The concept of ERP or Enterprise Resource Planning has been around for more than two decades, when the term was first used by technology industry research firm Gartner.
It’s a term that often misused, widely misunderstood and can be difficult to define in any meaningful way.
Much more than simply an accounts or finance package, an effective ERP system should allow the business to capture, manage and interpret data from a range of activities.
However, it shouldn’t stop there. At the same time as informing key business decisions, the system should create operational efficiencies and help colleagues across departments to work and collaborate more effectively.
Sadly, a poorly implemented system can act like a straightjacket and become counter-productive.
All businesses, large and small
At one time, as E for Enterprise suggests, ERP was the preserve of large organisations with their scale allowing them to invest the large sums required to develop a solution.
Thankfully, that’s no longer the case.
As technology has evolved, significant levels of functionality are now accessible and within reach of relatively modest sized businesses.
In fact, a skilled and experienced partner can now configure and customise a standard software package to replicate many of the sophisticated features typically only offered through highly specialised solutions in the past.
Equally, mobility is now readily available, allowing data to be captured and reviewed in real time at the same time as eliminating the need to re-key information.
Don’t be afraid of change
A fundamental principle underpinning any ERP project is that it shouldn’t simply replicate existing working practices, but always look to improve, enhance and add value.
That makes change management critical, with the people who will use the system placed at the heart of the project and clear about the benefits it will bring.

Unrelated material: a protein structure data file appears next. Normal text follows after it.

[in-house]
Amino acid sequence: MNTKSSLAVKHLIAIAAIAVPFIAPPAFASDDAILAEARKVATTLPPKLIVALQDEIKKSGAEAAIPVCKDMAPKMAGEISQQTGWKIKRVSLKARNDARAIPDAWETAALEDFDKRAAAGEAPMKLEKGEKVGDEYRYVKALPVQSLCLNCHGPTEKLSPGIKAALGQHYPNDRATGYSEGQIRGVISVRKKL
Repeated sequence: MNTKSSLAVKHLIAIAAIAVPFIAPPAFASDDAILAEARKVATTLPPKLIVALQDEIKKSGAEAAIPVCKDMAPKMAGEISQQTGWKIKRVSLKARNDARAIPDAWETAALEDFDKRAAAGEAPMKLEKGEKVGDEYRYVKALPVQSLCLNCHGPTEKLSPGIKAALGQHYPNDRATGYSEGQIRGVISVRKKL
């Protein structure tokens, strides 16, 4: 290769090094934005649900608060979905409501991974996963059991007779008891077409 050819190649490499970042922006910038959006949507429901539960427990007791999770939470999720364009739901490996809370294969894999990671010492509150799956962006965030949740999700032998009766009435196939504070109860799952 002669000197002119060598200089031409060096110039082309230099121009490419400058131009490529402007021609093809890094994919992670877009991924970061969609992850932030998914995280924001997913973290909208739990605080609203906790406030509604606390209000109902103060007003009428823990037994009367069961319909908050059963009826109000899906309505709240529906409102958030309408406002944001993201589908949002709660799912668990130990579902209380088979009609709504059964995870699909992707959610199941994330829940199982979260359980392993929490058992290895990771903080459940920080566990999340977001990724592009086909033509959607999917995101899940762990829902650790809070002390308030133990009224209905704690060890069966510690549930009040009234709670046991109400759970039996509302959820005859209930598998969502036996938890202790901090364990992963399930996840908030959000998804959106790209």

Return on investment needs to be clear and measurable and in many cases that will relate to time – introducing automation to eradicate routine manual interventions and paper-based processes.
Colleagues will be freed up to focus on more productive tasks.
Other measures might include accelerated sales, optimised inventory and improved cash collection, all of which have a direct impact on the bottom line.
Everything that happens ‘because that’s how we do it’ should be open to challenge and a considerable degree of imagination applied to what might be possible – guided, of course, by a partner who has implemented many comparable systems.
In the past implementing a new ERP system, or taking on a system for the first time, would inevitably involve a radical shift even when upgrading from one version to another.
One major advance in the ERP industry is that the best software solutions on the market have now adopted an evolutionary approach to product development, making the jump more manageable. And importantly, facilitating ongoing adaptions and improvements with far less disruption.
The art of the possible
Whilst the numbers are always likely to be the starting point for most ERP deployments, especially as the FD is likely to sign off the budget, there’s far more that can be achieved when you understand what’s possible and what others have done.
Linking the front end with the back office, operations and supply chain can be incredibly powerful.